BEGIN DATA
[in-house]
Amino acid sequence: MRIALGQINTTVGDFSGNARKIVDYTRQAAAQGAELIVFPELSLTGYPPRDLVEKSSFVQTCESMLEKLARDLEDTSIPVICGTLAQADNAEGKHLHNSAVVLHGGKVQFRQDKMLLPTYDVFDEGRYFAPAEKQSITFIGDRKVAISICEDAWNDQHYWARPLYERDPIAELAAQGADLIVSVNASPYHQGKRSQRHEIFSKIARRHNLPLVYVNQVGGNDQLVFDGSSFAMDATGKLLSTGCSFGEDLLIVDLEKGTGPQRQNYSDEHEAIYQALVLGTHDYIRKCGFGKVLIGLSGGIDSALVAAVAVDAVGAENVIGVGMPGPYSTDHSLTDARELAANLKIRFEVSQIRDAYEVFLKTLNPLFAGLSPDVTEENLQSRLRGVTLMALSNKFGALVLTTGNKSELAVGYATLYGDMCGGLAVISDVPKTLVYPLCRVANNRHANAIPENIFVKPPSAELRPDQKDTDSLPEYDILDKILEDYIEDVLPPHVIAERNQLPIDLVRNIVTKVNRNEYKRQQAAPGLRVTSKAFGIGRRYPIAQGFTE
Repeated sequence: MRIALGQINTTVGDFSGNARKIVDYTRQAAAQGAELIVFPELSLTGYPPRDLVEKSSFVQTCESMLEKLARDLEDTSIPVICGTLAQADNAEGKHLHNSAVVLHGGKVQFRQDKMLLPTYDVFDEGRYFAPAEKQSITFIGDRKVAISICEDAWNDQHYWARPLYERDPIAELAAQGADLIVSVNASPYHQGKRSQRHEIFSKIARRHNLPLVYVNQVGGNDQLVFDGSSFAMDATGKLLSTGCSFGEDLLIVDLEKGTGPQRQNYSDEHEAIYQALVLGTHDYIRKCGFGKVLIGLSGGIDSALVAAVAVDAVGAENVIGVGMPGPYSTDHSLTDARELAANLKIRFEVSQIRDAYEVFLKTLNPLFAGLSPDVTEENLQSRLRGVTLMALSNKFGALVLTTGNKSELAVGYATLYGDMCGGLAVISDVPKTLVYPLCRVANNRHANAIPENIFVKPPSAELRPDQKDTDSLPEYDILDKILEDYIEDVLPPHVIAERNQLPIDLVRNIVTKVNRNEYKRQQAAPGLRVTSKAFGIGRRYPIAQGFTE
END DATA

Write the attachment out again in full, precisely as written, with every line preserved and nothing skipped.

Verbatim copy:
[in-house]
Amino acid sequence: MRIALGQINTTVGDFSGNARKIVDYTRQAAAQGAELIVFPELSLTGYPPRDLVEKSSFVQTCESMLEKLARDLEDTSIPVICGTLAQADNAEGKHLHNSAVVLHGGKVQFRQDKMLLPTYDVFDEGRYFAPAEKQSITFIGDRKVAISICEDAWNDQHYWARPLYERDPIAELAAQGADLIVSVNASPYHQGKRSQRHEIFSKIARRHNLPLVYVNQVGGNDQLVFDGSSFAMDATGKLLSTGCSFGEDLLIVDLEKGTGPQRQNYSDEHEAIYQALVLGTHDYIRKCGFGKVLIGLSGGIDSALVAAVAVDAVGAENVIGVGMPGPYSTDHSLTDARELAANLKIRFEVSQIRDAYEVFLKTLNPLFAGLSPDVTEENLQSRLRGVTLMALSNKFGALVLTTGNKSELAVGYATLYGDMCGGLAVISDVPKTLVYPLCRVANNRHANAIPENIFVKPPSAELRPDQKDTDSLPEYDILDKILEDYIEDVLPPHVIAERNQLPIDLVRNIVTKVNRNEYKRQQAAPGLRVTSKAFGIGRRYPIAQGFTE
Repeated sequence: MRIALGQINTTVGDFSGNARKIVDYTRQAAAQGAELIVFPELSLTGYPPRDLVEKSSFVQTCESMLEKLARDLEDTSIPVICGTLAQADNAEGKHLHNSAVVLHGGKVQFRQDKMLLPTYDVFDEGRYFAPAEKQSITFIGDRKVAISICEDAWNDQHYWARPLYERDPIAELAAQGADLIVSVNASPYHQGKRSQRHEIFSKIARRHNLPLVYVNQVGGNDQLVFDGSSFAMDATGKLLSTGCSFGEDLLIVDLEKGTGPQRQNYSDEHEAIYQALVLGTHDYIRKCGFGKVLIGLSGGIDSALVAAVAVDAVGAENVIGVGMPGPYSTDHSLTDARELAANLKIRFEVSQIRDAYEVFLKTLNPLFAGLSPDVTEENLQSRLRGVTLMALSNKFGALVLTTGNKSELAVGYATLYGDMCGGLAVISDVPKTLVYPLCRVANNRHANAIPENIFVKPPSAELRPDQKDTDSLPEYDILDKILEDYIEDVLPPHVIAERNQLPIDLVRNIVTKVNRNEYKRQQAAPGLRVTSKAFGIGRRYPIAQGFTE